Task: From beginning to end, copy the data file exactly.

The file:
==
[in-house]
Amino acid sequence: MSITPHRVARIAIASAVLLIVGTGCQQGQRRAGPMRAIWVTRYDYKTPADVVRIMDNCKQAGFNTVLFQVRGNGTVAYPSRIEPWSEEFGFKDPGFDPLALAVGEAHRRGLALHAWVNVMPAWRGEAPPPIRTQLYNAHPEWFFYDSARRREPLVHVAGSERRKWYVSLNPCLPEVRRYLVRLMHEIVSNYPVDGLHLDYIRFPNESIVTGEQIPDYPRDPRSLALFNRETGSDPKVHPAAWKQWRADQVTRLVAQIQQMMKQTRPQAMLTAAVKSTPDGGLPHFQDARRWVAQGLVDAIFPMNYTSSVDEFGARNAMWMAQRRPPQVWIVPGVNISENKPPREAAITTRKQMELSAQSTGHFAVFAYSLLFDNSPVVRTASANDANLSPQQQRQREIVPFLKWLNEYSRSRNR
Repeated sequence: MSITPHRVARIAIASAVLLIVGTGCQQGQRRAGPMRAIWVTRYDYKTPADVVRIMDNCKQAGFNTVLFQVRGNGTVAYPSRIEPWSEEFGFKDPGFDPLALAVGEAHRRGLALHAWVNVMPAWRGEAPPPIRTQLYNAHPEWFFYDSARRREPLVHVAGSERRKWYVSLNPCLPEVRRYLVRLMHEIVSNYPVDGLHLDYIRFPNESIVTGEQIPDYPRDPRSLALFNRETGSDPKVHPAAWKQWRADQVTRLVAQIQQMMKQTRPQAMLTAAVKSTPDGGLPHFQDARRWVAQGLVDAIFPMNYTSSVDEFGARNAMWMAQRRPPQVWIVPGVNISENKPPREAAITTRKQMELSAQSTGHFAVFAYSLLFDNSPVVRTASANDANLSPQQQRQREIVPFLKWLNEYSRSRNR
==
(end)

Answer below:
[in-house]
Amino acid sequence: MSITPHRVARIAIASAVLLIVGTGCQQGQRRAGPMRAIWVTRYDYKTPADVVRIMDNCKQAGFNTVLFQVRGNGTVAYPSRIEPWSEEFGFKDPGFDPLALAVGEAHRRGLALHAWVNVMPAWRGEAPPPIRTQLYNAHPEWFFYDSARRREPLVHVAGSERRKWYVSLNPCLPEVRRYLVRLMHEIVSNYPVDGLHLDYIRFPNESIVTGEQIPDYPRDPRSLALFNRETGSDPKVHPAAWKQWRADQVTRLVAQIQQMMKQTRPQAMLTAAVKSTPDGGLPHFQDARRWVAQGLVDAIFPMNYTSSVDEFGARNAMWMAQRRPPQVWIVPGVNISENKPPREAAITTRKQMELSAQSTGHFAVFAYSLLFDNSPVVRTASANDANLSPQQQRQREIVPFLKWLNEYSRSRNR
Repeated sequence: MSITPHRVARIAIASAVLLIVGTGCQQGQRRAGPMRAIWVTRYDYKTPADVVRIMDNCKQAGFNTVLFQVRGNGTVAYPSRIEPWSEEFGFKDPGFDPLALAVGEAHRRGLALHAWVNVMPAWRGEAPPPIRTQLYNAHPEWFFYDSARRREPLVHVAGSERRKWYVSLNPCLPEVRRYLVRLMHEIVSNYPVDGLHLDYIRFPNESIVTGEQIPDYPRDPRSLALFNRETGSDPKVHPAAWKQWRADQVTRLVAQIQQMMKQTRPQAMLTAAVKSTPDGGLPHFQDARRWVAQGLVDAIFPMNYTSSVDEFGARNAMWMAQRRPPQVWIVPGVNISENKPPREAAITTRKQMELSAQSTGHFAVFAYSLLFDNSPVVRTASANDANLSPQQQRQREIVPFLKWLNEYSRSRNR